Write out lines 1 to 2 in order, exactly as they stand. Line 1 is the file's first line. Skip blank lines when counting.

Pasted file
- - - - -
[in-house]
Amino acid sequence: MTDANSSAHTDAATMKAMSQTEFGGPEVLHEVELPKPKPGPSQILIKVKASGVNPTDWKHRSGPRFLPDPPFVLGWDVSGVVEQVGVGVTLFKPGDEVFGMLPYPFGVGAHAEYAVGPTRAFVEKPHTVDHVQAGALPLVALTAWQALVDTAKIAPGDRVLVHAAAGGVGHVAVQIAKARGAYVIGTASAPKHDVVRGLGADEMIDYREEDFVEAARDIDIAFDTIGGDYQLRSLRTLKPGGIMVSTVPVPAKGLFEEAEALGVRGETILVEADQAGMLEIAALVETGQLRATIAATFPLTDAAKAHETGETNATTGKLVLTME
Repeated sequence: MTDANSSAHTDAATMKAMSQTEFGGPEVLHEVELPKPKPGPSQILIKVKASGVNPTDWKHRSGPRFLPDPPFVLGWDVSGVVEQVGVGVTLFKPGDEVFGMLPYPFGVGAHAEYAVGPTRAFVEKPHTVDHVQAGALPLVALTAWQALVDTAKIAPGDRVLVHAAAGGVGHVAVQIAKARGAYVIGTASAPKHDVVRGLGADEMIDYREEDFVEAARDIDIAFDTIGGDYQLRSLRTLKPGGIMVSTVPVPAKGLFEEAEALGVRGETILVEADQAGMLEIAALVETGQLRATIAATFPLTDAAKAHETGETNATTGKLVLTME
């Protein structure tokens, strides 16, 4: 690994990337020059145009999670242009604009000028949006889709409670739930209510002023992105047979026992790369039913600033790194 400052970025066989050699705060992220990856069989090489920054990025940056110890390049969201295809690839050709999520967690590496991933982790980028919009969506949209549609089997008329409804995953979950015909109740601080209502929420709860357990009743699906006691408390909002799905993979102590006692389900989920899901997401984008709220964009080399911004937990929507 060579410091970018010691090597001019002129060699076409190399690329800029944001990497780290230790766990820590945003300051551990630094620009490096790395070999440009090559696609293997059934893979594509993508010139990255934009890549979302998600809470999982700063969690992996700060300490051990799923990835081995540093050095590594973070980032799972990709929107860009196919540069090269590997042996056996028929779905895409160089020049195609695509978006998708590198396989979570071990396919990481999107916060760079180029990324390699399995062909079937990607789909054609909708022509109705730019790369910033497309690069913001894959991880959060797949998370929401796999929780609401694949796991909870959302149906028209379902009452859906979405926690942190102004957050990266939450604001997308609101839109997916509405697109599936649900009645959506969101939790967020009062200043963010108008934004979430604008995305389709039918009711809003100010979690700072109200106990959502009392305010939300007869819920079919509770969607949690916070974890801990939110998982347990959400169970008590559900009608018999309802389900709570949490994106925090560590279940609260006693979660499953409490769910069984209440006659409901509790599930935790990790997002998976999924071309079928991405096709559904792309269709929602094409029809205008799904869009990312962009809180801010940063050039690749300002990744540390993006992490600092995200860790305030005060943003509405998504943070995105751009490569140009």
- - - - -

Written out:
[in-house]
Amino acid sequence: MTDANSSAHTDAATMKAMSQTEFGGPEVLHEVELPKPKPGPSQILIKVKASGVNPTDWKHRSGPRFLPDPPFVLGWDVSGVVEQVGVGVTLFKPGDEVFGMLPYPFGVGAHAEYAVGPTRAFVEKPHTVDHVQAGALPLVALTAWQALVDTAKIAPGDRVLVHAAAGGVGHVAVQIAKARGAYVIGTASAPKHDVVRGLGADEMIDYREEDFVEAARDIDIAFDTIGGDYQLRSLRTLKPGGIMVSTVPVPAKGLFEEAEALGVRGETILVEADQAGMLEIAALVETGQLRATIAATFPLTDAAKAHETGETNATTGKLVLTME